Gifted art

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"Free art" redirects here. For works free as in freedom, see free content. For the copyleft license, see Free Art License.
A Freebox in Berlin, Germany 2005, serving as a distribution center for free donated materials

Gifted art (or Free art) is any form or piece of art that is given freely, whether to a city, a group of people, a community or an individual. It refers to any art that is distributed at no direct cost. It is a form of conceptual art. It comes from a belief that art should be for available for all people to enjoy, whether rich or poor, university graduate or junior high dropout. Since Gifted Art is an expressive form of art - an idea, it encompasses virtually all forms of art: movies, literature, music recordings, sculpture,[1] painting,[2] graffiti,[3] digital art, street performances, performance art, sticker art, comics, coffeehouse poetry and Internet-distributed art etc.

Short History[edit]

Gifted Art has a long history in the arts. Many artists have been known to give art freely to each other, in an effort to pass along ideas, etc. Picasso and many of his contemporaries were fond of this. Duchamp was one of the first modern day artists to Gift to the public with his piece, Fountain, for an art show in 1917. He gave the piece under the name of "R. Mutt," presumably to hide his identity as the artist. He actually had to pay $7 to have the piece exhibited in the show, and never intended on making any money from it. He gave it freely for all to see and to push forward the Dada movement. In the 50's, Ray Johnson started doing Mail art. He spread the idea to many other artists[4] and it still occurs today. In 2002, a 6 ft X 53 ft mural by Roy Lichtenstein was installed in the Times Square Subway Station in New York City. It was gifted by the artist to all New Yorkers.[5] In recent years, Gifted Art has primarily been embraced by graffiti and urban artists. Many graffiti artists consider the work they do to be art for the public. Banksy writes in his books that he believes art is more important and more enjoyable when it is out on the street where people can view it in their everyday lives than when it hangs in a museum.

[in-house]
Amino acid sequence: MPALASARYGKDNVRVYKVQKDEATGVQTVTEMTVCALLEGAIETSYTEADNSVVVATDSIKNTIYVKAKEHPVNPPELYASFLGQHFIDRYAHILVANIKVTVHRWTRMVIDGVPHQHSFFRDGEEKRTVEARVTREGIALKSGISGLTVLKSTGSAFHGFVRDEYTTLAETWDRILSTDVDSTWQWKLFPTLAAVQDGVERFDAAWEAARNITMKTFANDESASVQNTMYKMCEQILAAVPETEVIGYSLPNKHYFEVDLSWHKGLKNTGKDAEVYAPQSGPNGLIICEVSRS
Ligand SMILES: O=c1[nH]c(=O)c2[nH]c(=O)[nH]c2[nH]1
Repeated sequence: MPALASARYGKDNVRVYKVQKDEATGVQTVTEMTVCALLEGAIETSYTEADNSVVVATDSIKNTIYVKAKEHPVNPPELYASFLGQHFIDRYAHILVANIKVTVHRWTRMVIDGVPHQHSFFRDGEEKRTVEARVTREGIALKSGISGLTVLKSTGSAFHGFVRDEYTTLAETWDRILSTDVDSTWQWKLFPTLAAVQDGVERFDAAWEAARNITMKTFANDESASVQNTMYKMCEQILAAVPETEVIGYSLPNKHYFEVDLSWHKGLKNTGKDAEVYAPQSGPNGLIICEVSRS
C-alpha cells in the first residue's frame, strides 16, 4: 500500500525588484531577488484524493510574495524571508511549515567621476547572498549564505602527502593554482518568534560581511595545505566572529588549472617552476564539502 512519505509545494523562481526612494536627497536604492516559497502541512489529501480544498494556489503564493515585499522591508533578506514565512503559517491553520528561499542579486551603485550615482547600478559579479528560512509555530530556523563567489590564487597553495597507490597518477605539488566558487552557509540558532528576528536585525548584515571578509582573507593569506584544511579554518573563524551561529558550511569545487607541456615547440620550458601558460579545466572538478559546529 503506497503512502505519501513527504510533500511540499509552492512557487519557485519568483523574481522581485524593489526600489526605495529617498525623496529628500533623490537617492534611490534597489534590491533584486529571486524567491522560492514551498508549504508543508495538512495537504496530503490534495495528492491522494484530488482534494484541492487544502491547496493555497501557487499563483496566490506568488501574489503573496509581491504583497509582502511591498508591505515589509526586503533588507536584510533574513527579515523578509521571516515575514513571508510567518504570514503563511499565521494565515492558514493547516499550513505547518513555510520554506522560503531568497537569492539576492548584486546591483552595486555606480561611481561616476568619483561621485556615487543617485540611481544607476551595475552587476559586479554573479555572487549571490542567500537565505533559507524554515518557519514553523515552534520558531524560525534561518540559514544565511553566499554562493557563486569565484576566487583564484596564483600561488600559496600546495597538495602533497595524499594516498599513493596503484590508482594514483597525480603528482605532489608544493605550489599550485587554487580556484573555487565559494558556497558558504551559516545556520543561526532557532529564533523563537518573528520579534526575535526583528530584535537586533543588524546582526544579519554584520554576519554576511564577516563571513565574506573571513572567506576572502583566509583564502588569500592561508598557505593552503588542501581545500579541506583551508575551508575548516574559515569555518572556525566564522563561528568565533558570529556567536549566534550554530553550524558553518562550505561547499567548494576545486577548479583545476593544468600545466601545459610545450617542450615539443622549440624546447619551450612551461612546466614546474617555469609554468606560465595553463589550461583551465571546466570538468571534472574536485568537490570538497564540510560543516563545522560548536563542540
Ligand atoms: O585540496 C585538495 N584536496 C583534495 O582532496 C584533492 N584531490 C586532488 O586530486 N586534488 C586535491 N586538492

See also[edit]

References[edit]

Further reading[edit]

  • The Gift by Lewis Hyde, Vintage, 1983
  • Wall and Peace by Banksy, Century, 2005

External links[edit]

http://www.featherandfathomfreeart.wordpress.com

Gifted Art Organizations[edit]

There are now several art shows and organizations where art is gifted. Here are a few.